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Free agent power forwards the Spurs might be interested in

No one on listed here would be an upgrade over Tim Duncan.

Craig Mitchelldyer-USA TODAY Sports

So far, we've looked at some free agent point guards, the shooting guards, and, most recently, the small forwards. All those perimeter guys are nice and cute, but the premiere fellows of the free agent class are bigs, it is known. J. Gomez and I spent several hours debating the merits of keeping versus jettisoning the phalanx of Spurs free agents --you can find them all here-- and included in that was a discussion on Matt Bonner and Jeff Ayres (Spoiler alert: No and Hell No).

Then there's Tim Duncan, the GOAT PUFF. He's also a free agent, and while there is no worry about him ditching the Spurs for a sexier squad, there is a very legitimate concern that the 39-year-old just may hang 'em up and elect to chill in St. Croix for a year or six while contemplating his next career. It goes without saying that the Spurs would be better off if Duncan returns for another year --he's still the best two-way big in the league, after all-- and besides, if he retires then it's a mortal lock that Manu Ginobili will too, and that would be the polar opposite of awesome.

To the free agents, then! All salary information comes to us via

LaMarcus Aldridge

Age: 29

Last Team: Blazers

2014-15 Salary: $15,200,000

There has been a lot of speculation in these parts about Aldridge, and some of it not even fueled by us.'s Marc Stein is credible, right? His reporting suggests that Aldridge is legitimately considering leaving the Blazers and that the top two suitors for the Dallas native are the Spurs and Mavericks. The thought of Duncan and Aldridge playing alongside one another is enough to send chills down your spine even in June, even though, as I pointed out here, it's next to impossible because of salary cap reasons and would leave the Spurs thinner on the bench than the Clippers. They'd have to renounce all of their free agents, lose Danny Green or trade Tiago Splitter, and possibly trade Patty Mills as well. The bench would be five guys from the D-League you've never heard of.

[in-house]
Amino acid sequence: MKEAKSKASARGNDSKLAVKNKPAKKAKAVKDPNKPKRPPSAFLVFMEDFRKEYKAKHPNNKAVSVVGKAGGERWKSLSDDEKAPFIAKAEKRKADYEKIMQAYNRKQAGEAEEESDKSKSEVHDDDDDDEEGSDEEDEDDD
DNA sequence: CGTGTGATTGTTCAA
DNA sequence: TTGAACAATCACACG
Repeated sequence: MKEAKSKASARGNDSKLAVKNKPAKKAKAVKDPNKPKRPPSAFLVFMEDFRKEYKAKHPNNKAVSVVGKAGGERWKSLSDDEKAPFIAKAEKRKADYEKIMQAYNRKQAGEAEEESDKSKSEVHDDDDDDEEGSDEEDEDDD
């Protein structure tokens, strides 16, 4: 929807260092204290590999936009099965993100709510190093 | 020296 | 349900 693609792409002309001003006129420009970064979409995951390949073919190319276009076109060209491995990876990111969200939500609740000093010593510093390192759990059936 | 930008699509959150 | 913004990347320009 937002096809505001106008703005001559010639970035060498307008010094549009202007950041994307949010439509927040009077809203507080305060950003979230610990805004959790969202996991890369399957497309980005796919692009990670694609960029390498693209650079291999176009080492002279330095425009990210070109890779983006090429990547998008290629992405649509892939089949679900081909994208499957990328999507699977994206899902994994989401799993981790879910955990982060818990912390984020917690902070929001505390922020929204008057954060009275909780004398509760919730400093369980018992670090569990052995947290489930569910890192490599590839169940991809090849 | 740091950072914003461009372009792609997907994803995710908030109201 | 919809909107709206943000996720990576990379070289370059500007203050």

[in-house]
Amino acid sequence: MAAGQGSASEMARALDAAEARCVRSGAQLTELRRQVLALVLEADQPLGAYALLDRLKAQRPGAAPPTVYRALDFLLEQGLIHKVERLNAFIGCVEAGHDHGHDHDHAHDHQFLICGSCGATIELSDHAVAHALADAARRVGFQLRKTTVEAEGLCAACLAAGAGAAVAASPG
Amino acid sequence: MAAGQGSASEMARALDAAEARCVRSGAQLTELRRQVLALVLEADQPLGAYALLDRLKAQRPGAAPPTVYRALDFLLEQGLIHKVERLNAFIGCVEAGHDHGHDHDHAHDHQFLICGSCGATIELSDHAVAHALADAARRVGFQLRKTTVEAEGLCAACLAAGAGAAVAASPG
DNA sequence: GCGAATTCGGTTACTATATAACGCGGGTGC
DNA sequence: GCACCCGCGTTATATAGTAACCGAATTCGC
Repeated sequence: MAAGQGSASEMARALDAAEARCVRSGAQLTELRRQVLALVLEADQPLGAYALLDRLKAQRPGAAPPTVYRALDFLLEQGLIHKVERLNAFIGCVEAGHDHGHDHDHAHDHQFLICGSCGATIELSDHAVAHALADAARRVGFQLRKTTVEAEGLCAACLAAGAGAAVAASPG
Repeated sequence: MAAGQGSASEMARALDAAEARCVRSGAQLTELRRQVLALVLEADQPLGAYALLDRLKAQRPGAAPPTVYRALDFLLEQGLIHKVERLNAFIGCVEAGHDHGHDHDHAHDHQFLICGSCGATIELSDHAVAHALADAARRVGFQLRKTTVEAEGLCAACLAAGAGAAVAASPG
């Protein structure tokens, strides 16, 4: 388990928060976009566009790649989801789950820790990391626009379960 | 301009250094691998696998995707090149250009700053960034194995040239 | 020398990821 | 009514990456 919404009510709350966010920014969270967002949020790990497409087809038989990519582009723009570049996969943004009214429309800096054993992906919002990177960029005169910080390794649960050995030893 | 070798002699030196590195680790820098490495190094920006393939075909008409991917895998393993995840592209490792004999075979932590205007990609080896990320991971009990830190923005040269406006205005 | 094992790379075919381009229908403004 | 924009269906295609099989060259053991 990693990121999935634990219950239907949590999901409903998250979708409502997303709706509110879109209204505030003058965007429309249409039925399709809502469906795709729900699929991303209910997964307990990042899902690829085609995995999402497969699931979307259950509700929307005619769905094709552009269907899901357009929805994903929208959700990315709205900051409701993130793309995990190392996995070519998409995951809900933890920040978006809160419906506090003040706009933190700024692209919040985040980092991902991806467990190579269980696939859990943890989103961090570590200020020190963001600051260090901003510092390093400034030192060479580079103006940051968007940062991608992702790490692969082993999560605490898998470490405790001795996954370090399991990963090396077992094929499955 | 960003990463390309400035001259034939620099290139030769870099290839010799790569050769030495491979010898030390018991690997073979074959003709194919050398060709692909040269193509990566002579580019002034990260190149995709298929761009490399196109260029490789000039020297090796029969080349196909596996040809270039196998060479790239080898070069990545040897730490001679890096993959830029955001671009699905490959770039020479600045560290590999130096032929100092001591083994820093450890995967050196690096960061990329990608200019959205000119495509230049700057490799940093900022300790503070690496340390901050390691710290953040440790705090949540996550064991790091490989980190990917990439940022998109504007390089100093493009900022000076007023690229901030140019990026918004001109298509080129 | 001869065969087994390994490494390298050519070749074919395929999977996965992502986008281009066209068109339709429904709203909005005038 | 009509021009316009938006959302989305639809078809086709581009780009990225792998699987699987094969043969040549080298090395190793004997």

Now, if Duncan does elect to retire, then Aldridge gets decidedly more interesting. Not because it would open up any more cap room, but because it's hard to see them even remotely contending without another superduperstar to replace Duncan. They'd still have to trade Splitter or lose Green to make it work, but Aldridge, Leonard, Green, Tony Parker and Boris Diaw is a solid starting five and from there you trust PATFO to find a bench when the cap shoots up in 2016.